I listen to the podcast Data Driven. One of the questions that they ask all their guests is: What do you think is the coolest thing in technology? This article is my answer to that. The short version is: standards, and the benefits they bring to users. The longer version is below. Standards might seem … Continue reading The coolest thing in technology?
A little while ago, I was asked “What makes software good?”, which was followed up by “How do you end up with good software?”. I thought that they were excellent questions, and I will give my answers below. I don't claim to have the answer, just an answer. I’ll try to limit esprit d’escalier / … Continue reading Good software and how to get it
Programmers look at software they’re working on from the inside, but users look at it from the outside. This difference in perspective can lead to different views about what’s important – too often programmers can be consumed by the technical detail and lose sight of value to the end user. In fact, they too often … Continue reading Confusing user value with other things
Flexibility in software design is often seen as a good thing, but it can come at a cost. This isn’t surprising, because software engineering is a kind of engineering, and engineering involves making trade-offs among several good things. For instance, there is no “best” car, just the best car for a given situation, with a … Continue reading The cost of flexibility
A friend recently asked for some advice in writing her CV (résumé) and suggested I turn what I told her into a blog post, so here it is. I don't claim to be an expert in CV writing; these are just the ramblings of some random bloke on the internet. I hope you find them … Continue reading CV tips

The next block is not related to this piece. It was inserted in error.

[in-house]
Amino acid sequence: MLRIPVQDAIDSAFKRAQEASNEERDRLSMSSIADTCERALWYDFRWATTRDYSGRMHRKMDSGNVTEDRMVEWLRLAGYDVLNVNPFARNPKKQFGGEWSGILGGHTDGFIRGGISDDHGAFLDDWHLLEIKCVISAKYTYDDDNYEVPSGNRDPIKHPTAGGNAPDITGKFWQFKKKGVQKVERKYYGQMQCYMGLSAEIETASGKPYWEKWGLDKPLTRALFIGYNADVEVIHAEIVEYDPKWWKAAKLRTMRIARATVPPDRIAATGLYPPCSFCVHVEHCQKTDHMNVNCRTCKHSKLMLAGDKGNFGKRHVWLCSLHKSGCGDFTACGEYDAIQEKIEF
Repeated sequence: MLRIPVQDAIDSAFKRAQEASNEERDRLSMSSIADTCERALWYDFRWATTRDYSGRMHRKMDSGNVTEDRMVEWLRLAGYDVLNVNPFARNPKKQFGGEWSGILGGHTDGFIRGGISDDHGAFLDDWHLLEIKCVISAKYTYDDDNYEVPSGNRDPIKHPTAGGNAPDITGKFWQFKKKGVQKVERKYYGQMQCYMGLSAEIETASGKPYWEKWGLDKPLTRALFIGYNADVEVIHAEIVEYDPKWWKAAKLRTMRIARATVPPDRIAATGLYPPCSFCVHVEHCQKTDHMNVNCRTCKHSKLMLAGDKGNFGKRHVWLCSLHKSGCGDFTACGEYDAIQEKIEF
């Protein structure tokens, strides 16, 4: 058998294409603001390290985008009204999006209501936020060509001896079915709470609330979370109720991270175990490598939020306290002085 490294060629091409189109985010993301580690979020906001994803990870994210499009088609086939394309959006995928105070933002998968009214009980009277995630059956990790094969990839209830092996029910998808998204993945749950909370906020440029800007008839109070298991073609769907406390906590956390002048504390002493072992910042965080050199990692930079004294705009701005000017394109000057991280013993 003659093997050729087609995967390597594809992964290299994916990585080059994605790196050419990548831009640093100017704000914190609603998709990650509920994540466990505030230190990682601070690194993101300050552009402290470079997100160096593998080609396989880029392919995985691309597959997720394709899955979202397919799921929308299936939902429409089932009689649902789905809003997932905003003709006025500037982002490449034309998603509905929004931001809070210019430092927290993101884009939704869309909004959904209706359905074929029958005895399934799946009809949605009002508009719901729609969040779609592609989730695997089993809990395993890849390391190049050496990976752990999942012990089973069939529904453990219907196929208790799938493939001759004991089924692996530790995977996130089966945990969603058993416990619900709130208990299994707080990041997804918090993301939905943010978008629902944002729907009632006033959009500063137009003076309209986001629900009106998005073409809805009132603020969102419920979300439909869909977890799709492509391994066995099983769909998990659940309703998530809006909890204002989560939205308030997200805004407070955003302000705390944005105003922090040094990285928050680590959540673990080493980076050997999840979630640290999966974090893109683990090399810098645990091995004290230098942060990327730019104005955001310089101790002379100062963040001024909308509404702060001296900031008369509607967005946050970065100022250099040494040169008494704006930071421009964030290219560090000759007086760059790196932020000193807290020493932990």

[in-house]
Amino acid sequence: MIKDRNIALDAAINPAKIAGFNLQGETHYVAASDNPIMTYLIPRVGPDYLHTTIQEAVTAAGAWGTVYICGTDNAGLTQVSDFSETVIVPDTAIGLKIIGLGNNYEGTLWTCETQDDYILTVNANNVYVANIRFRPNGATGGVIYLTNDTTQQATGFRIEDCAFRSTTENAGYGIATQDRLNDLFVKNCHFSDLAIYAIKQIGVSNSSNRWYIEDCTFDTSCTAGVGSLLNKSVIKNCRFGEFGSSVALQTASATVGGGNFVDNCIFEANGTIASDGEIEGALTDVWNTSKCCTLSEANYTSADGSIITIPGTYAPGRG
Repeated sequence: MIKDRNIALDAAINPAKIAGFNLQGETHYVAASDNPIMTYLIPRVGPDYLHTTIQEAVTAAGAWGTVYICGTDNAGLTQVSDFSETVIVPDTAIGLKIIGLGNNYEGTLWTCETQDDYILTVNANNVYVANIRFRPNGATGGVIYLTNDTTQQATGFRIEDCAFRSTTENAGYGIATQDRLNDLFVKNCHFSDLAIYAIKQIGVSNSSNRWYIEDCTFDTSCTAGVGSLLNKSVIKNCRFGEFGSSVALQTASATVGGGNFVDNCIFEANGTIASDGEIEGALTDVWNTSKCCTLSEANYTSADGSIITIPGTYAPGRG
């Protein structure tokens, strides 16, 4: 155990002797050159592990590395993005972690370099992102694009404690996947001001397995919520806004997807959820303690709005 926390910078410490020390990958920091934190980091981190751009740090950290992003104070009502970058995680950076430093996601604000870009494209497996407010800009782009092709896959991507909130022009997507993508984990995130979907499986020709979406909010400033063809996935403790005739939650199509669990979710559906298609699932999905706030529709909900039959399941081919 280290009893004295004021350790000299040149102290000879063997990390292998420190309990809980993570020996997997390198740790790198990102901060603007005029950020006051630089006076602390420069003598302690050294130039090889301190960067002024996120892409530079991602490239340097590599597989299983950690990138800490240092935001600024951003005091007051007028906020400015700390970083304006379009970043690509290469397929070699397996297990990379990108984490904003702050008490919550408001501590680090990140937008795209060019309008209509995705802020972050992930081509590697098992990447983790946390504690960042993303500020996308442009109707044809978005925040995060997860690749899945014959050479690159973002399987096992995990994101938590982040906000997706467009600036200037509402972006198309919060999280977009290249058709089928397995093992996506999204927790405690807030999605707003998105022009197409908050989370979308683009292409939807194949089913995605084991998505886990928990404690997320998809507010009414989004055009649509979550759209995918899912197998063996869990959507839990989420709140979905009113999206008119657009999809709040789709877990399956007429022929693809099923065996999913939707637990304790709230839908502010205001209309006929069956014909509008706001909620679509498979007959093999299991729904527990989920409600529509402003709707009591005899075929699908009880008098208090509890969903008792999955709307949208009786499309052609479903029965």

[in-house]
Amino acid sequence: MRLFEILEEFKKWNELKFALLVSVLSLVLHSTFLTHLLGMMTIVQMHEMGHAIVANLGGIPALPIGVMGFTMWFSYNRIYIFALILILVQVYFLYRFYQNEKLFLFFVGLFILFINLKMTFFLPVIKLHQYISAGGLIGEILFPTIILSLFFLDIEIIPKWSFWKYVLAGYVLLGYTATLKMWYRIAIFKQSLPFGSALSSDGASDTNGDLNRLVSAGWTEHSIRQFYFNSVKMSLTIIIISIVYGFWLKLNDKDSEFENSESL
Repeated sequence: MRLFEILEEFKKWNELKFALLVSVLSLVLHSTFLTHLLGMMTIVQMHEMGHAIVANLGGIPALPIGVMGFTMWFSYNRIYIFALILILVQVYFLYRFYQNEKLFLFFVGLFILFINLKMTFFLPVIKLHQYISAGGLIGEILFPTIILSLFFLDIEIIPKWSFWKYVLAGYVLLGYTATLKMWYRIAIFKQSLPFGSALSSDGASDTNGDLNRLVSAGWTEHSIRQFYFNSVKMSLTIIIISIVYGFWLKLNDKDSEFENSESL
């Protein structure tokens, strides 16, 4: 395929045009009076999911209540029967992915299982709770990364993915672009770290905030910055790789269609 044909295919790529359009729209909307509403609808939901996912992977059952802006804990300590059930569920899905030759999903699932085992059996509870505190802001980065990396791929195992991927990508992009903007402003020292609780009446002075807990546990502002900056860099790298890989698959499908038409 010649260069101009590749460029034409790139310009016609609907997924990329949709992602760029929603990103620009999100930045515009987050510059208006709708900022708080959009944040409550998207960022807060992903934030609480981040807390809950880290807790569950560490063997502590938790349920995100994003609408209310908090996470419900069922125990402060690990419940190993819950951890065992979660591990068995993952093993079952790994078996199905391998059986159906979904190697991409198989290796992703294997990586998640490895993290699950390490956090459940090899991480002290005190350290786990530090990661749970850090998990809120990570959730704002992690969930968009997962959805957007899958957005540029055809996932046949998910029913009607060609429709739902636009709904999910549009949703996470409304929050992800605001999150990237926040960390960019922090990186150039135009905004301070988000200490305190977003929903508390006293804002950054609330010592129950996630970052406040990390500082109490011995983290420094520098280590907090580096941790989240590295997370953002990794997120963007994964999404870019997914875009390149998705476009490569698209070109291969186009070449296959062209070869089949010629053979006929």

Some Senior Software Engineers feel they must win every argument, which I think is a bad idea. Not only is this bad for the team, it’s bad for the Senior Software Engineer as an individual. In this article I’ll explore this a bit, with the analogy of Top Trumps. It’s also related to the strong … Continue reading Senior software engineers, authority and ability
Someone I know was moaning recently about a lot of tedious electronic form filling they had to do for work. It was something that happened once a year, but it was much more lengthy and tedious this year than before. It struck me that this was a sharply focused example of when user experience (UX) … Continue reading User experience (UX) and data quality
In my previous post, I contrasted two different terms for thinking about how people interact with your organisation – Customer Experience (CX) and User Experience (UX). Rebecca Brown (a CX expert I mentioned in the post) kindly explained her view of CX to me, which got me thinking of some quality and process things that … Continue reading Customers, suppliers and fences
I’ve heard both Customer Experience (CX) and User Experience (UX) used to describe how someone’s life is changed, for the better or for the worse, because of the goods or services that an organisation provides. This article goes into my understanding of those terms – how they’re similar and different. I don’t think that either … Continue reading Customer Experience or User Experience?
If you have a website, it's probably to fulfil some purpose - to let people buy something, or look something up etc. This purpose can be articulated as a series of requirements (functional or cross-functional), which can be ticked off during testing. In this article I will use some buildings to illustrate a point about … Continue reading Does your website reassure and welcome?